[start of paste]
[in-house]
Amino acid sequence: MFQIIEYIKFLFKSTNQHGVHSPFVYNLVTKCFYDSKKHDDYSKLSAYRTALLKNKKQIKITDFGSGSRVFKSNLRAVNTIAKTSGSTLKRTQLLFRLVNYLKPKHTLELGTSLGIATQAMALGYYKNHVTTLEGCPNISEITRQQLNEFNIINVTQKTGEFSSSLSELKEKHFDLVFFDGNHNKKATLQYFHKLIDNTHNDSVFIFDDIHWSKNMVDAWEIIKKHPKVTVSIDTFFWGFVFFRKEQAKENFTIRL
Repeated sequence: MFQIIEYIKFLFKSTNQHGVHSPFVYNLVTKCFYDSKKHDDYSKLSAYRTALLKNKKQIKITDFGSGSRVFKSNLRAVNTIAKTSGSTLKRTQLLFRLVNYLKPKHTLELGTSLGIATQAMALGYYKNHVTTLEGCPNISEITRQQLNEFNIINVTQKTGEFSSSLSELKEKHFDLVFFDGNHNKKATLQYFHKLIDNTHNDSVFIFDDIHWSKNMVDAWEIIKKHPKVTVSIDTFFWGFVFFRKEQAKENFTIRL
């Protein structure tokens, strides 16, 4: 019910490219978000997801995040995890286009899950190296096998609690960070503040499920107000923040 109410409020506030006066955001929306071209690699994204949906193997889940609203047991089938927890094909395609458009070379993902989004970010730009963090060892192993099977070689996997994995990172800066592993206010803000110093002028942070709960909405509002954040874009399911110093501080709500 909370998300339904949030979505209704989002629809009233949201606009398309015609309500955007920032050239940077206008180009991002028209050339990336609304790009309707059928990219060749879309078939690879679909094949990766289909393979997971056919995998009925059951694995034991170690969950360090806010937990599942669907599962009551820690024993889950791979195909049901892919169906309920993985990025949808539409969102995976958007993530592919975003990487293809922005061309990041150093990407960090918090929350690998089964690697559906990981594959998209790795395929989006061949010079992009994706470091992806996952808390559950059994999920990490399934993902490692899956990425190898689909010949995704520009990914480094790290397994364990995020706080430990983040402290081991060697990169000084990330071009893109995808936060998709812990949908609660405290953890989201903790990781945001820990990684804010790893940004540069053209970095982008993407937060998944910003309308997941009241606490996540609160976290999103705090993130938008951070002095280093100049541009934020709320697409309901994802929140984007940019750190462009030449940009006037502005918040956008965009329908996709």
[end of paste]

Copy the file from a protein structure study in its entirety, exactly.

[in-house]
Amino acid sequence: MFQIIEYIKFLFKSTNQHGVHSPFVYNLVTKCFYDSKKHDDYSKLSAYRTALLKNKKQIKITDFGSGSRVFKSNLRAVNTIAKTSGSTLKRTQLLFRLVNYLKPKHTLELGTSLGIATQAMALGYYKNHVTTLEGCPNISEITRQQLNEFNIINVTQKTGEFSSSLSELKEKHFDLVFFDGNHNKKATLQYFHKLIDNTHNDSVFIFDDIHWSKNMVDAWEIIKKHPKVTVSIDTFFWGFVFFRKEQAKENFTIRL
Repeated sequence: MFQIIEYIKFLFKSTNQHGVHSPFVYNLVTKCFYDSKKHDDYSKLSAYRTALLKNKKQIKITDFGSGSRVFKSNLRAVNTIAKTSGSTLKRTQLLFRLVNYLKPKHTLELGTSLGIATQAMALGYYKNHVTTLEGCPNISEITRQQLNEFNIINVTQKTGEFSSSLSELKEKHFDLVFFDGNHNKKATLQYFHKLIDNTHNDSVFIFDDIHWSKNMVDAWEIIKKHPKVTVSIDTFFWGFVFFRKEQAKENFTIRL
């Protein structure tokens, strides 16, 4: 019910490219978000997801995040995890286009899950190296096998609690960070503040499920107000923040 109410409020506030006066955001929306071209690699994204949906193997889940609203047991089938927890094909395609458009070379993902989004970010730009963090060892192993099977070689996997994995990172800066592993206010803000110093002028942070709960909405509002954040874009399911110093501080709500 909370998300339904949030979505209704989002629809009233949201606009398309015609309500955007920032050239940077206008180009991002028209050339990336609304790009309707059928990219060749879309078939690879679909094949990766289909393979997971056919995998009925059951694995034991170690969950360090806010937990599942669907599962009551820690024993889950791979195909049901892919169906309920993985990025949808539409969102995976958007993530592919975003990487293809922005061309990041150093990407960090918090929350690998089964690697559906990981594959998209790795395929989006061949010079992009994706470091992806996952808390559950059994999920990490399934993902490692899956990425190898689909010949995704520009990914480094790290397994364990995020706080430990983040402290081991060697990169000084990330071009893109995808936060998709812990949908609660405290953890989201903790990781945001820990990684804010790893940004540069053209970095982008993407937060998944910003309308997941009241606490996540609160976290999103705090993130938008951070002095280093100049541009934020709320697409309901994802929140984007940019750190462009030449940009006037502005918040956008965009329908996709």